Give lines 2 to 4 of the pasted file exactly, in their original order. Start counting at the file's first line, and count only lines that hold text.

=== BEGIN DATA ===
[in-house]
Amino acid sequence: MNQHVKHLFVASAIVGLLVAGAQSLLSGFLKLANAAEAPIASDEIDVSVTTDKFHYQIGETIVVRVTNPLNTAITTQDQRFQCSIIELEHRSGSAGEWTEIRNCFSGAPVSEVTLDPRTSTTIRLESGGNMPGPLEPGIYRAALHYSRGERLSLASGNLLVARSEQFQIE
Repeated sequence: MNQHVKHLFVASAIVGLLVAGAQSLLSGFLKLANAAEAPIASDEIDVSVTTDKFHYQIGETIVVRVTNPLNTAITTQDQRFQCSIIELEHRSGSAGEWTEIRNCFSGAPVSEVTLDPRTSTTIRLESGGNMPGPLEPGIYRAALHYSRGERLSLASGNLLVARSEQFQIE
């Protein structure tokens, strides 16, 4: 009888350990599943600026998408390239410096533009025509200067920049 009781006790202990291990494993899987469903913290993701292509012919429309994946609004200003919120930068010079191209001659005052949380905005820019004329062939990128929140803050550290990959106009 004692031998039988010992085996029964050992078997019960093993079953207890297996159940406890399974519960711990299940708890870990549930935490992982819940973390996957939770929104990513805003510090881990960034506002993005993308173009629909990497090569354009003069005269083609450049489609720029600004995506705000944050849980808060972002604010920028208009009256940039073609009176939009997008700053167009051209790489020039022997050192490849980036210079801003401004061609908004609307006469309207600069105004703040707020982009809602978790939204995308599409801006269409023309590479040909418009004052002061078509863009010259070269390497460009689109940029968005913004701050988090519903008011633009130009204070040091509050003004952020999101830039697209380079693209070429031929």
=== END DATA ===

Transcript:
Amino acid sequence: MNQHVKHLFVASAIVGLLVAGAQSLLSGFLKLANAAEAPIASDEIDVSVTTDKFHYQIGETIVVRVTNPLNTAITTQDQRFQCSIIELEHRSGSAGEWTEIRNCFSGAPVSEVTLDPRTSTTIRLESGGNMPGPLEPGIYRAALHYSRGERLSLASGNLLVARSEQFQIE
Repeated sequence: MNQHVKHLFVASAIVGLLVAGAQSLLSGFLKLANAAEAPIASDEIDVSVTTDKFHYQIGETIVVRVTNPLNTAITTQDQRFQCSIIELEHRSGSAGEWTEIRNCFSGAPVSEVTLDPRTSTTIRLESGGNMPGPLEPGIYRAALHYSRGERLSLASGNLLVARSEQFQIE
């Protein structure tokens, strides 16, 4: 009888350990599943600026998408390239410096533009025509200067920049 009781006790202990291990494993899987469903913290993701292509012919429309994946609004200003919120930068010079191209001659005052949380905005820019004329062939990128929140803050550290990959106009 004692031998039988010992085996029964050992078997019960093993079953207890297996159940406890399974519960711990299940708890870990549930935490992982819940973390996957939770929104990513805003510090881990960034506002993005993308173009629909990497090569354009003069005269083609450049489609720029600004995506705000944050849980808060972002604010920028208009009256940039073609009176939009997008700053167009051209790489020039022997050192490849980036210079801003401004061609908004609307006469309207600069105004703040707020982009809602978790939204995308599409801006269409023309590479040909418009004052002061078509863009010259070269390497460009689109940029968005913004701050988090519903008011633009130009204070040091509050003004952020999101830039697209380079693209070429031929």